And the house of Israel called its name Manna. And it was like white coriander seed, and the taste of it was like wafers made with honey. (Exodus 16:31)
For the Bible to record what the manna tasted like suggests a reason more than what meets the eye. Perhaps this was to hint at something beyond what we might imagine at first. At the very least, the taste of honey in their daily bread would have prompted them to consider that the land they were going to was a land of “milk and honey.” But let us also consider that because the manna was a picture of the Word of God, the mention of honey also as a connection to that as well.
Within the same Psalm that says, “Your word is a lamp unto my feet,” the writer also declared, “How sweet are Your words to my taste, sweeter than honey to my mouth! (Psalm 119:103). On occasion, prophets received a word from God that was to be delivered to the people that, when described, left the taste of honey in their mouth. Ezekiel records such an incident:
Moreover He said to me, “Son of man, eat what you find; eat this scroll, and go, speak to the house of Israel.” So I opened my mouth, and He caused me to eat that scroll. And He said to me, “Son of man, feed your belly, and fill your stomach with this scroll that I give you.” So I ate, and it was in my mouth like honey in sweetness. (Ezekiel 3:3)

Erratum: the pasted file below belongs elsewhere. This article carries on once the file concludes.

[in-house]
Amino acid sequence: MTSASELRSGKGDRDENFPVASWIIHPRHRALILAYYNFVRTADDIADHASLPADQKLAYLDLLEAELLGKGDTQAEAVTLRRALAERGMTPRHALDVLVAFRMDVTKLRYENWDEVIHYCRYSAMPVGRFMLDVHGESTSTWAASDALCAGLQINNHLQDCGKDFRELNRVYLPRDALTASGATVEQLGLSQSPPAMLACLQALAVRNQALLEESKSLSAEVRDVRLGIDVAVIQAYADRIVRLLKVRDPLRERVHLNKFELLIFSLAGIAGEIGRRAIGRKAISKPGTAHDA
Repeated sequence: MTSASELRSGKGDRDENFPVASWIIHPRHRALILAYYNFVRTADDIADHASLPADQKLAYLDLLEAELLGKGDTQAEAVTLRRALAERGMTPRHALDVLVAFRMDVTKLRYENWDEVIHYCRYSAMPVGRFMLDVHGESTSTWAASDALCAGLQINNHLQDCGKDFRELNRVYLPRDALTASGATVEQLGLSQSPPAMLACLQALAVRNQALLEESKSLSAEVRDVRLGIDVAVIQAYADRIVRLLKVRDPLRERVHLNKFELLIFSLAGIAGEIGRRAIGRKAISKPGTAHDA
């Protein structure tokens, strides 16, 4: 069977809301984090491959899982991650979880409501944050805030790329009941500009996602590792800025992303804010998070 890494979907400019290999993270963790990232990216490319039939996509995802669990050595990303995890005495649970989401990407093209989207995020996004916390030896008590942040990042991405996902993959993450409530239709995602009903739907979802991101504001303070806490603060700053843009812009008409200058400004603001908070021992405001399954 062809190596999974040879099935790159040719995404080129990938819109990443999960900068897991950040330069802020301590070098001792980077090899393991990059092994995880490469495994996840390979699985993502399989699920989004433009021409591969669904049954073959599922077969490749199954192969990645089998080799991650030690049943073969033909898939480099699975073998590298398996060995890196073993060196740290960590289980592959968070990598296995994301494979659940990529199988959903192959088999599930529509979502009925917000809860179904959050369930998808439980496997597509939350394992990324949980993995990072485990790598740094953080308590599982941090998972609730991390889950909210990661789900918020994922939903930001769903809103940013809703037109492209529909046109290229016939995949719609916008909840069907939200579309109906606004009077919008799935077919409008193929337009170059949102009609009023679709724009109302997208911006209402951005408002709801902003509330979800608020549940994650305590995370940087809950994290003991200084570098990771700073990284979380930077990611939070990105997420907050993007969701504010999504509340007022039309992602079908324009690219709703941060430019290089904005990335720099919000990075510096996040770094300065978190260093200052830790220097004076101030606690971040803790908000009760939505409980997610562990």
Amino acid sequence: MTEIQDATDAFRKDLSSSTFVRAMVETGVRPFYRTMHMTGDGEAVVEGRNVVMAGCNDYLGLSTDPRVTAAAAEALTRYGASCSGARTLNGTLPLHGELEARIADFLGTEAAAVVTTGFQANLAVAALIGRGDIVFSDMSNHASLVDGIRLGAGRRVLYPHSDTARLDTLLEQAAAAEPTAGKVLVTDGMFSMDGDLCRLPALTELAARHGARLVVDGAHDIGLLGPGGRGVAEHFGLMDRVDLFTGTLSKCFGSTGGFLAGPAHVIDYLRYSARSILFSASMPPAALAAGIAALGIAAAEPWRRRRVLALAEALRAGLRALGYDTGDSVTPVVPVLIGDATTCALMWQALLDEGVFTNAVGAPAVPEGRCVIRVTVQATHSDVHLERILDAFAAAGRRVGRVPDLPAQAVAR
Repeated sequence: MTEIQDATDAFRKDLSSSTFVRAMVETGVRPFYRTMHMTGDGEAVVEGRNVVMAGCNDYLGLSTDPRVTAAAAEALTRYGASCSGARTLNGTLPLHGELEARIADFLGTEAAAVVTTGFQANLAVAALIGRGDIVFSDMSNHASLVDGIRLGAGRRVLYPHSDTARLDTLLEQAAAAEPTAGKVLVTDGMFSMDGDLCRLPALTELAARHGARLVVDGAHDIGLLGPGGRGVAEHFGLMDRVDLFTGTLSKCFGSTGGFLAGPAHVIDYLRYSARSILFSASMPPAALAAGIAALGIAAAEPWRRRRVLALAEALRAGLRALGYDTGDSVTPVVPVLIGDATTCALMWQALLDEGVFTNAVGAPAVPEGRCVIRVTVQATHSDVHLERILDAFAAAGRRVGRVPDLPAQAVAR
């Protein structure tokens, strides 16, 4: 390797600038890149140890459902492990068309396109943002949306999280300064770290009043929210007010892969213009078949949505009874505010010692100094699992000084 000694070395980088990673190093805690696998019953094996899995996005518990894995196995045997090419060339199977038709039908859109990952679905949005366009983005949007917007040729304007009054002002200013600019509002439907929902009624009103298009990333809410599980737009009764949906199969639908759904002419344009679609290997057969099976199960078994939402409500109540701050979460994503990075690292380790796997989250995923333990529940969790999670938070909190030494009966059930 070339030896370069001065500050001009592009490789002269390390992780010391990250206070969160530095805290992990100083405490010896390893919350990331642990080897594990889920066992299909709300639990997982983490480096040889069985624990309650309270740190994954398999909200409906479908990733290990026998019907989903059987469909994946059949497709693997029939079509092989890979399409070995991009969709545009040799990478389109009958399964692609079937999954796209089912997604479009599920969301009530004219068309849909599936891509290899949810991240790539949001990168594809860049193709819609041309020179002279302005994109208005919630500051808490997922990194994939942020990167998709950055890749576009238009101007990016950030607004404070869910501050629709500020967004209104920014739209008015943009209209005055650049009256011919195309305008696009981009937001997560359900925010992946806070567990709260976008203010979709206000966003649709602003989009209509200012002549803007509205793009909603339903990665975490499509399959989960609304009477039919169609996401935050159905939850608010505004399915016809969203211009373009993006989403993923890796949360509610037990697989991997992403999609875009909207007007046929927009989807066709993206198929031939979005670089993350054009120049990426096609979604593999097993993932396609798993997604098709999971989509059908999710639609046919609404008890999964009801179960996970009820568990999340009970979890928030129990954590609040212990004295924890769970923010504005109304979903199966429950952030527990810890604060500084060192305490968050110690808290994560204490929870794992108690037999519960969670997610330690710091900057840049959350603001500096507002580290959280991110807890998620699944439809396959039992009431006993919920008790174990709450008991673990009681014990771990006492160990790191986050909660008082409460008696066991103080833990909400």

There is another instance in the Book of Revelation that is very similar to the one described by Ezekiel but with a twist. Seeing an angel holding a mysterious book, John approached and asked for the book. The angel responded:
“Take and eat it; and it will make your stomach bitter, but it will be as sweet as honey in your mouth.” Then I took the little book out of the angel’s hand and ate it, and it was as sweet as honey in my mouth. But when I had eaten it, my stomach became bitter. And he said to me, “You must prophesy again about many peoples, nations, tongues, and kings.” (Revelation 10:9-11).
There are many times when we hear the Word it is like honey in our mouths — it blesses us with peace and understanding. But there are those times when the Word, though sweet to our soul can leave us with a burden. It might be a burden that convicts us; it might be one that troubles us where others are concerned. It might be the realization of the responsibility that is given to us. I like to put this way: we all appreciate the Word for the “Wow” — the reaction we have when we hear or learn something that is exciting. But we must also appreciate the Scripture for the things that leave us with the feeling of “Oooh” or even “Ouch!”
The Word of God truly is a lamp unto our feet and is our daily bread. We need to hear from God every day so that we can better navigate this journey called life. Let us then appreciate the days when His Word is sweetness to us. Let us also embrace the days when His Word sits heavy in our belly so that it will perform His Will in our lives.
Blessings and Shalom,